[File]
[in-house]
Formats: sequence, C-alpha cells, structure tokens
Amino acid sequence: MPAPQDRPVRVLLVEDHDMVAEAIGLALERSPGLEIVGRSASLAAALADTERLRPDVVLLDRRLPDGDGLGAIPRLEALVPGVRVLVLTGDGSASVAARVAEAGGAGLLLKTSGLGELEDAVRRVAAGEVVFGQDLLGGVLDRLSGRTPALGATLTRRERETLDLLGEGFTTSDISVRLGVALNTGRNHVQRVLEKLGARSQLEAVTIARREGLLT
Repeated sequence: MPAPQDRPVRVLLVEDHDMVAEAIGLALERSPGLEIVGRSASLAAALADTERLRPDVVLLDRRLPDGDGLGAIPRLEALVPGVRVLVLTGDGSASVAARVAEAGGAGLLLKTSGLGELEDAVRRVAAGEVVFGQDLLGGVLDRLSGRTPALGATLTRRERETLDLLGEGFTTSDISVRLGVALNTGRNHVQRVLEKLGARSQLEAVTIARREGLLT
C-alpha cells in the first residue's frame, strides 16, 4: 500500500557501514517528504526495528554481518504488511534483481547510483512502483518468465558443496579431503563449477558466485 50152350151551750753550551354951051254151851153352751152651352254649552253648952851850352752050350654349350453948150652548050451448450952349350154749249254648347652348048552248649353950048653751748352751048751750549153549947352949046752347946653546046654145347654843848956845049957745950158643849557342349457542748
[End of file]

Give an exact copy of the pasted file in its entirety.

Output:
[in-house]
Formats: sequence, C-alpha cells, structure tokens
Amino acid sequence: MPAPQDRPVRVLLVEDHDMVAEAIGLALERSPGLEIVGRSASLAAALADTERLRPDVVLLDRRLPDGDGLGAIPRLEALVPGVRVLVLTGDGSASVAARVAEAGGAGLLLKTSGLGELEDAVRRVAAGEVVFGQDLLGGVLDRLSGRTPALGATLTRRERETLDLLGEGFTTSDISVRLGVALNTGRNHVQRVLEKLGARSQLEAVTIARREGLLT
Repeated sequence: MPAPQDRPVRVLLVEDHDMVAEAIGLALERSPGLEIVGRSASLAAALADTERLRPDVVLLDRRLPDGDGLGAIPRLEALVPGVRVLVLTGDGSASVAARVAEAGGAGLLLKTSGLGELEDAVRRVAAGEVVFGQDLLGGVLDRLSGRTPALGATLTRRERETLDLLGEGFTTSDISVRLGVALNTGRNHVQRVLEKLGARSQLEAVTIARREGLLT
C-alpha cells in the first residue's frame, strides 16, 4: 500500500557501514517528504526495528554481518504488511534483481547510483512502483518468465558443496579431503563449477558466485 50152350151551750753550551354951051254151851153352751152651352254649552253648952851850352752050350654349350453948150652548050451448450952349350154749249254648347652348048552248649353950048653751748352751048751750549153549947352949046752347946653546046654145347654843848956845049957745950158643849557342349457542748